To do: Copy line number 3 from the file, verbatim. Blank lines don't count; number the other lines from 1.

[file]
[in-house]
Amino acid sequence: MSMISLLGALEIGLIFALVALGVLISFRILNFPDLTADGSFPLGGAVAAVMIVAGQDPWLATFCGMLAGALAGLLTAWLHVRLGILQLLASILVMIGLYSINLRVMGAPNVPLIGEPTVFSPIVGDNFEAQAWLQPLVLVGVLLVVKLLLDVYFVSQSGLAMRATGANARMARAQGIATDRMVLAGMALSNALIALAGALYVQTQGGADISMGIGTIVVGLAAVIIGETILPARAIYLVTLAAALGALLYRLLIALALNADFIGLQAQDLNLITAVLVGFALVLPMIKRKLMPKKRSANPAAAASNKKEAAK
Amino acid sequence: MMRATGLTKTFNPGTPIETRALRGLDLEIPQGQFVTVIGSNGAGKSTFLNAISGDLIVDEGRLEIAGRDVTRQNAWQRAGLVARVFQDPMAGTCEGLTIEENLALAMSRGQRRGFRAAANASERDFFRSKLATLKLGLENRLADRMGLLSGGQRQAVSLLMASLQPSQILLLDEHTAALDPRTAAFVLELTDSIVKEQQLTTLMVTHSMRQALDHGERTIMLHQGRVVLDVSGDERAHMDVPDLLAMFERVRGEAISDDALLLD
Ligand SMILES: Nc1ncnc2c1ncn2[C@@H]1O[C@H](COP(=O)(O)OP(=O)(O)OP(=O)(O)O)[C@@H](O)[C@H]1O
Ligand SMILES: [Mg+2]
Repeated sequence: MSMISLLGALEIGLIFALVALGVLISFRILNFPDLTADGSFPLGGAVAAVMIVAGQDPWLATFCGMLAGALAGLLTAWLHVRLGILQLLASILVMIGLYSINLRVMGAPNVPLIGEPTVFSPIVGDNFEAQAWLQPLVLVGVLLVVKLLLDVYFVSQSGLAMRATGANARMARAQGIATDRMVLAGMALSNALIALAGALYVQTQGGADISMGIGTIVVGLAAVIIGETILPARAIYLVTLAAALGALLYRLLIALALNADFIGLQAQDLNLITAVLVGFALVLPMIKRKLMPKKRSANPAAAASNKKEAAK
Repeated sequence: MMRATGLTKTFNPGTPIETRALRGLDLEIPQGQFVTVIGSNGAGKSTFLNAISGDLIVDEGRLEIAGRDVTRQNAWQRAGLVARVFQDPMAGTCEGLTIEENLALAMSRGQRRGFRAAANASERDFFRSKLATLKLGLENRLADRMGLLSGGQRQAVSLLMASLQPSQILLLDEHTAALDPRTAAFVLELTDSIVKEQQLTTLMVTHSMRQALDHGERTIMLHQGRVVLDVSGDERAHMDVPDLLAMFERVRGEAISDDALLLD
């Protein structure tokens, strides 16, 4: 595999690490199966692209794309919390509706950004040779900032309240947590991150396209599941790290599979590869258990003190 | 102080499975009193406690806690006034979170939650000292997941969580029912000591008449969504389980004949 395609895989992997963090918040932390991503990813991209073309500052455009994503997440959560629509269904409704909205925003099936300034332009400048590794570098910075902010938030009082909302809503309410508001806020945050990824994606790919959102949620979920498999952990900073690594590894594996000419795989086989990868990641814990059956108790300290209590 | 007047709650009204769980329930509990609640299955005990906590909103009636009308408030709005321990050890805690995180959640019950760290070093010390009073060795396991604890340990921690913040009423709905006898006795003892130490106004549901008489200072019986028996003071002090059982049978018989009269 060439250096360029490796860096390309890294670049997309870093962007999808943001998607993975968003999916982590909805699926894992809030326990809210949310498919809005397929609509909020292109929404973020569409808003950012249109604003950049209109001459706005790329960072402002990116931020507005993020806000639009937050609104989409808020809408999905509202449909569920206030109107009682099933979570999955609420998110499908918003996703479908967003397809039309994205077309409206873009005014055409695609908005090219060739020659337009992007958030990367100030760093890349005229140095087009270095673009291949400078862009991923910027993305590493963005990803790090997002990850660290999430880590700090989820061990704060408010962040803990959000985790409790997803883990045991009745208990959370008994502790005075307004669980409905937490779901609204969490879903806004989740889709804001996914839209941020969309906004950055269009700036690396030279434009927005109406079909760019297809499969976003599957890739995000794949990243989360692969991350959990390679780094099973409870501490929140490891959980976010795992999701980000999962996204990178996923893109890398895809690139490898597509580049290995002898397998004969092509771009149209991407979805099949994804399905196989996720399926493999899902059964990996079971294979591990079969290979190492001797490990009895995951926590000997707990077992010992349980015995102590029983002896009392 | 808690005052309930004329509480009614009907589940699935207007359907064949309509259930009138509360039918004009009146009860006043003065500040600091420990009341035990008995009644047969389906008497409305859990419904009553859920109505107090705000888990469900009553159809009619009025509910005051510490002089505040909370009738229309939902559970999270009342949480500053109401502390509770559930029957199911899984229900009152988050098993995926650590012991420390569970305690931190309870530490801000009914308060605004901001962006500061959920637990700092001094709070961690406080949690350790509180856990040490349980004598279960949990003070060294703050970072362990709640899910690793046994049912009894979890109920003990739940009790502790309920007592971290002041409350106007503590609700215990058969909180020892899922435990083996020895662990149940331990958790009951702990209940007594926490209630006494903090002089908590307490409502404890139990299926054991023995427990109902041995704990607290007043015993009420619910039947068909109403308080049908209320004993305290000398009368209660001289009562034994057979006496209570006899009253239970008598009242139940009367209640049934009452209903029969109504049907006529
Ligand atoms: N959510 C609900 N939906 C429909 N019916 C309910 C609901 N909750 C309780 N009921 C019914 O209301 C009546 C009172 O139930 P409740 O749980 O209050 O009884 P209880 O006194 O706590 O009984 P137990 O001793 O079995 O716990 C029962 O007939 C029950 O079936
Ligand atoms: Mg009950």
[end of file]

Amino acid sequence: MMRATGLTKTFNPGTPIETRALRGLDLEIPQGQFVTVIGSNGAGKSTFLNAISGDLIVDEGRLEIAGRDVTRQNAWQRAGLVARVFQDPMAGTCEGLTIEENLALAMSRGQRRGFRAAANASERDFFRSKLATLKLGLENRLADRMGLLSGGQRQAVSLLMASLQPSQILLLDEHTAALDPRTAAFVLELTDSIVKEQQLTTLMVTHSMRQALDHGERTIMLHQGRVVLDVSGDERAHMDVPDLLAMFERVRGEAISDDALLLD